Thanks for your call. It’s been a pretty bad couple of days. I’ll miss your visits to the dugout down in Fort Myers. It was always good talking strategy with you, even though I’m not sure you ever got that I coach baseball, not jai alai. I appreciate the Bon Jovi tickets, and after the smoke clears I’ll take you up on that offer of a fishing trip on the Five Rings. Maybe we can ram John Henry’s boat, the Two Rings, ha ha.
Out of here,
From the Playbook:
You got a raw deal, Terry. Those morons stuck you with a locker room full of Adalius Thomases and expected you to pull a rabbit out of the hat. I’m sure it’s no comfort to you now, but my understanding of it is that jai alai isn’t a very popular sport in general. Something about the goatskin balls — people get squeamish. I had Berj look into it and he says that it’s still pretty big down in Orlando. With your record I bet you can hook up with a squad — or a fronton — down there in no time.
Don’t be a stranger,
Philosophers go through a lot of paper
Coach: In the introduction to his influential Being and Time, Martin Heidegger wrote, “What is more enigmatic: that beings are, or that Being is? Or does even this reflection fail to bring us close to that enigma which has occurred with the Being of Beings?” The language of Heidegger — and hermeneutical philosophy in general — strikes me as very similar to the logic applied in your press conferences. Are you now or have you ever been a student of hermeneutics? If not, what is your philosophical inspiration for statements like “It is what it is”?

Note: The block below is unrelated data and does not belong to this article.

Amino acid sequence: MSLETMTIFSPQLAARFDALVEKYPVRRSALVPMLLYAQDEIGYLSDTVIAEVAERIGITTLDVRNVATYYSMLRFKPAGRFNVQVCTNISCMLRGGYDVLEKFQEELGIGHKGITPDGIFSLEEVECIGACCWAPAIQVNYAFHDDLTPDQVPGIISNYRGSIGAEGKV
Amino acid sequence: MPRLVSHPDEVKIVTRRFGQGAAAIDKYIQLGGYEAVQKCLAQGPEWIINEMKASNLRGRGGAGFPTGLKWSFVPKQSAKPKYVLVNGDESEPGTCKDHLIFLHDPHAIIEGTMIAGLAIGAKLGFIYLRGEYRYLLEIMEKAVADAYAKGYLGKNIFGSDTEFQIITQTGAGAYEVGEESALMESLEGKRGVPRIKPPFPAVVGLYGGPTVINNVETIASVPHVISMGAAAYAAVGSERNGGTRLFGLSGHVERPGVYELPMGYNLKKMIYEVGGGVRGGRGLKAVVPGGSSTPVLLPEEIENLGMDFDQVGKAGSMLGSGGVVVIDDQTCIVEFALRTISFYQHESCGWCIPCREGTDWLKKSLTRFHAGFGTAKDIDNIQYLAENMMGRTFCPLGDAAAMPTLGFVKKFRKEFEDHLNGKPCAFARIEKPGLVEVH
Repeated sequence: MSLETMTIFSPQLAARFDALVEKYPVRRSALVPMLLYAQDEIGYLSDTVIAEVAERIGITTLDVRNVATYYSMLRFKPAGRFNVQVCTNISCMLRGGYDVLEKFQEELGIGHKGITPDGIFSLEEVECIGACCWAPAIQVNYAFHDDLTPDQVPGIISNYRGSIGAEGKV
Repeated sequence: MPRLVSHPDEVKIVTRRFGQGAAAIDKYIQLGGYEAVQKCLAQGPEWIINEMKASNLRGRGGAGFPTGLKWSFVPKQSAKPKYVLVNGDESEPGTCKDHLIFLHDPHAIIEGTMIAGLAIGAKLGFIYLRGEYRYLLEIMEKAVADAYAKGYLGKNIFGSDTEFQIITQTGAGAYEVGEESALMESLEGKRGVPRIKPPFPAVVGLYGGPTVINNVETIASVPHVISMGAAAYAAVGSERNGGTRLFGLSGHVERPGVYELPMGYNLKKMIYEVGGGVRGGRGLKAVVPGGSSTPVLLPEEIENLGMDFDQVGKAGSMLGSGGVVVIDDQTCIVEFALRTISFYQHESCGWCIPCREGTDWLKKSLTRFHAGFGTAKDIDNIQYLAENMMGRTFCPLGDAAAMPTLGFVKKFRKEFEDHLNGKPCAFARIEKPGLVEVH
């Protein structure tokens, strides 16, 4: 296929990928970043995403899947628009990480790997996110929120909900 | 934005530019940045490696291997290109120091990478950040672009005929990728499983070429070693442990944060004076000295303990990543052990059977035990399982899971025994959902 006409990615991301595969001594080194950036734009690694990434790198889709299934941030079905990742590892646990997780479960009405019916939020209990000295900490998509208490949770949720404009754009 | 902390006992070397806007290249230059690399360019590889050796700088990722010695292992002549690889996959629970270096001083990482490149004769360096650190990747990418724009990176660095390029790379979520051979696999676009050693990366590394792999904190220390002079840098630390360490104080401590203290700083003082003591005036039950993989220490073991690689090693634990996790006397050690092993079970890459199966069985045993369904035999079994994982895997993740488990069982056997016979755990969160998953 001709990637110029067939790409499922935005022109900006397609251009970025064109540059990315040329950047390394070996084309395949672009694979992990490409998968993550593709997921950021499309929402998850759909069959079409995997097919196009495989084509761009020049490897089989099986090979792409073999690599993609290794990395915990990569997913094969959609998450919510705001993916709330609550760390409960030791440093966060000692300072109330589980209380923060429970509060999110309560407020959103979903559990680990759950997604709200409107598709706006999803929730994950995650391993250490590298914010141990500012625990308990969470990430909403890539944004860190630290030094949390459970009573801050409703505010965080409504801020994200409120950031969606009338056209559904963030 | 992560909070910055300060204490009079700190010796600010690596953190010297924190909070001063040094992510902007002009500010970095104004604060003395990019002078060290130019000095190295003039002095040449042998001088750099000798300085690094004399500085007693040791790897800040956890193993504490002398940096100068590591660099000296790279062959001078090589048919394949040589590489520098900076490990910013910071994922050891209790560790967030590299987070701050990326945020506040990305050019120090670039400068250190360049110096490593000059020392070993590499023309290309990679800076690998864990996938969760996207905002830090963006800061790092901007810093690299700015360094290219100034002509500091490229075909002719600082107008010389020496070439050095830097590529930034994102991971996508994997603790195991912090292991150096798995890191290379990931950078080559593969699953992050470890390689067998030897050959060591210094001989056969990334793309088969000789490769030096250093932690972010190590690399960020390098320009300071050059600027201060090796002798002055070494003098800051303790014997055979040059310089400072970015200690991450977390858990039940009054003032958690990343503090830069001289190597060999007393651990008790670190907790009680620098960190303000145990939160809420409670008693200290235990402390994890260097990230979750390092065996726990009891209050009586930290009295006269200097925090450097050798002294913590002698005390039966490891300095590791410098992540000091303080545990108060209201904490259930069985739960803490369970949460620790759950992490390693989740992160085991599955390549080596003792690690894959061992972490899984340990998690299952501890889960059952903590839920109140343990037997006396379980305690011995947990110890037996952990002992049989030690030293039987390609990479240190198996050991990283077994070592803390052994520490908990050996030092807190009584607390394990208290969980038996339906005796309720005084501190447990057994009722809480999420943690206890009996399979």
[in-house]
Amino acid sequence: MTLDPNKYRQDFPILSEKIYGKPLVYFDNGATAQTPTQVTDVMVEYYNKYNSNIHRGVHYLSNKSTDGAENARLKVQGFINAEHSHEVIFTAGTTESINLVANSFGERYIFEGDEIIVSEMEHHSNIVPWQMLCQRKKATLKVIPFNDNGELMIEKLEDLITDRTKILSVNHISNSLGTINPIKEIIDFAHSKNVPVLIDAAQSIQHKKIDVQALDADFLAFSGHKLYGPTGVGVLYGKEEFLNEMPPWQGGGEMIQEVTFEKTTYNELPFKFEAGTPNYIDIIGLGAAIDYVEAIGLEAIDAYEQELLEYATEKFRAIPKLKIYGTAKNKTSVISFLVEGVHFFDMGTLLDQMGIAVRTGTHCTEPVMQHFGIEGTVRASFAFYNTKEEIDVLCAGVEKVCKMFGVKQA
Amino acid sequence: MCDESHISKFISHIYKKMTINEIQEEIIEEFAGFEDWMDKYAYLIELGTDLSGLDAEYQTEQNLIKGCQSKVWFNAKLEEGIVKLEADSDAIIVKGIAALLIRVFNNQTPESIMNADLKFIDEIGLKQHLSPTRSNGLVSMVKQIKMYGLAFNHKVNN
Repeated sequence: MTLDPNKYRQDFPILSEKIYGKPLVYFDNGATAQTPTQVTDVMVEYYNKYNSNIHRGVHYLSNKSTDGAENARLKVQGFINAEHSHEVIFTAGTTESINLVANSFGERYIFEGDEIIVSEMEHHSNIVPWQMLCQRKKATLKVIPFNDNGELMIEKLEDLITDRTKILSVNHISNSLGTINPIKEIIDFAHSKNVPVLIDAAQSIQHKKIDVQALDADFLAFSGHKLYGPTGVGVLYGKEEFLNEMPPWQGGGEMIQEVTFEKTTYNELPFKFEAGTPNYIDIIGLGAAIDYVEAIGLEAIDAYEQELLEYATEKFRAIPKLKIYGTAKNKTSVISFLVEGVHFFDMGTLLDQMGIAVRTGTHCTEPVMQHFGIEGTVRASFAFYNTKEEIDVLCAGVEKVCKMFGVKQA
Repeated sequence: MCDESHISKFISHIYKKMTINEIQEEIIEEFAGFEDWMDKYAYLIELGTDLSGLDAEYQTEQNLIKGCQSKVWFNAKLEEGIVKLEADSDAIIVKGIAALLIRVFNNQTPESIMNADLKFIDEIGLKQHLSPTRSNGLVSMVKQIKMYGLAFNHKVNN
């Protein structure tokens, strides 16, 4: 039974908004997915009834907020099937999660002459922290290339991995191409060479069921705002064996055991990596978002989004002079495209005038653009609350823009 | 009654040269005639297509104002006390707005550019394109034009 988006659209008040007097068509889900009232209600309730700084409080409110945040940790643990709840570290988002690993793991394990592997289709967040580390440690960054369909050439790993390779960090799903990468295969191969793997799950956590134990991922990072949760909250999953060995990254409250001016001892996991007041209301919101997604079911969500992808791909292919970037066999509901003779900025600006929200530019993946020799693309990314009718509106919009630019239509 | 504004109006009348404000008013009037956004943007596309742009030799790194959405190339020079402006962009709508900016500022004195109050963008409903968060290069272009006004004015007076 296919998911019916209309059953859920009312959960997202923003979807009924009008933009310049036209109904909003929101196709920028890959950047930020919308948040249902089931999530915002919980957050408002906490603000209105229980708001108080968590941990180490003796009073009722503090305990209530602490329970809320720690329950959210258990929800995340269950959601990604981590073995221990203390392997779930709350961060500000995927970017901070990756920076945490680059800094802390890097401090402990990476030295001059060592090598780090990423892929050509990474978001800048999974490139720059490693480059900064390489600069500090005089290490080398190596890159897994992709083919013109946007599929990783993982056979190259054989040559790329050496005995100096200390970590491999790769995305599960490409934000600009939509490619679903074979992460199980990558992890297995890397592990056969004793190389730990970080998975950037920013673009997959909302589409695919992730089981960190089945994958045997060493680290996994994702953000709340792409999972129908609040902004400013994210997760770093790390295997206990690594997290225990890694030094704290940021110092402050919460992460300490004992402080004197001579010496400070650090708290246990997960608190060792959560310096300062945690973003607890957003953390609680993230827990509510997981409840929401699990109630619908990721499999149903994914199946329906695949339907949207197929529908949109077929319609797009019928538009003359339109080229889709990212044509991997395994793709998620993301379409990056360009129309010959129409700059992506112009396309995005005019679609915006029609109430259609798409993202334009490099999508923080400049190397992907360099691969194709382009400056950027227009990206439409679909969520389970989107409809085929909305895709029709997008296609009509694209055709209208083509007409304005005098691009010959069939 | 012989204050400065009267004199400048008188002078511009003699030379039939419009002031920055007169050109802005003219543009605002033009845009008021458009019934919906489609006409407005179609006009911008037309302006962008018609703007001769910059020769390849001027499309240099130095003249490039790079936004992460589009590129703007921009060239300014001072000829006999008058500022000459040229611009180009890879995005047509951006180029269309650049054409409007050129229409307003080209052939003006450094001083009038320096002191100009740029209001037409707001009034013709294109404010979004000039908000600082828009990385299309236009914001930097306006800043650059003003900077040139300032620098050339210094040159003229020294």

From the Playbook:
I thought Hermeneutics was the title of Herm Edwards’ autobiography. But from what I’ve heard about Heidegger, his press conferences would last a lot longer than mine. For him, it wouldn’t cut it just to say it is what it is: he’d say that it is what it is only if it is a being that is conscious of its Being. So if the It is Ed Reed or Tom Brady, it is what it is; if the It is Adalius Thomas or Tony Romo, it might not actually exist at all.